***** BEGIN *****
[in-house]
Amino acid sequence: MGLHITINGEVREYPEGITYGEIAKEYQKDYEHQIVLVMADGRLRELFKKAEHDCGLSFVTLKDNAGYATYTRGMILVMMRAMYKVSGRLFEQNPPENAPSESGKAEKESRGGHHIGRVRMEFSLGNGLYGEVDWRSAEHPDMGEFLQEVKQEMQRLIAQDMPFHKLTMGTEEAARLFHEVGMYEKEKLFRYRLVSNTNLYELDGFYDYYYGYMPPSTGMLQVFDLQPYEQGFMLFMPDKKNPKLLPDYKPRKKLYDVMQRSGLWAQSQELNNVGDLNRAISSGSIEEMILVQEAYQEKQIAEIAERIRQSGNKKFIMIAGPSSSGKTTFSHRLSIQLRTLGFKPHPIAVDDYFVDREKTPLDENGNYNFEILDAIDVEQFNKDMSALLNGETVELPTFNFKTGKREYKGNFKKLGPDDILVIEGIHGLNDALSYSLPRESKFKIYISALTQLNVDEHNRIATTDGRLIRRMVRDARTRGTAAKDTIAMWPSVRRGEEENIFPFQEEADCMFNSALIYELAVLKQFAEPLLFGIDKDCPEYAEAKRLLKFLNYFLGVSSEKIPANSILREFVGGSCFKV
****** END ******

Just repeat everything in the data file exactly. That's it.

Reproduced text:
[in-house]
Amino acid sequence: MGLHITINGEVREYPEGITYGEIAKEYQKDYEHQIVLVMADGRLRELFKKAEHDCGLSFVTLKDNAGYATYTRGMILVMMRAMYKVSGRLFEQNPPENAPSESGKAEKESRGGHHIGRVRMEFSLGNGLYGEVDWRSAEHPDMGEFLQEVKQEMQRLIAQDMPFHKLTMGTEEAARLFHEVGMYEKEKLFRYRLVSNTNLYELDGFYDYYYGYMPPSTGMLQVFDLQPYEQGFMLFMPDKKNPKLLPDYKPRKKLYDVMQRSGLWAQSQELNNVGDLNRAISSGSIEEMILVQEAYQEKQIAEIAERIRQSGNKKFIMIAGPSSSGKTTFSHRLSIQLRTLGFKPHPIAVDDYFVDREKTPLDENGNYNFEILDAIDVEQFNKDMSALLNGETVELPTFNFKTGKREYKGNFKKLGPDDILVIEGIHGLNDALSYSLPRESKFKIYISALTQLNVDEHNRIATTDGRLIRRMVRDARTRGTAAKDTIAMWPSVRRGEEENIFPFQEEADCMFNSALIYELAVLKQFAEPLLFGIDKDCPEYAEAKRLLKFLNYFLGVSSEKIPANSILREFVGGSCFKV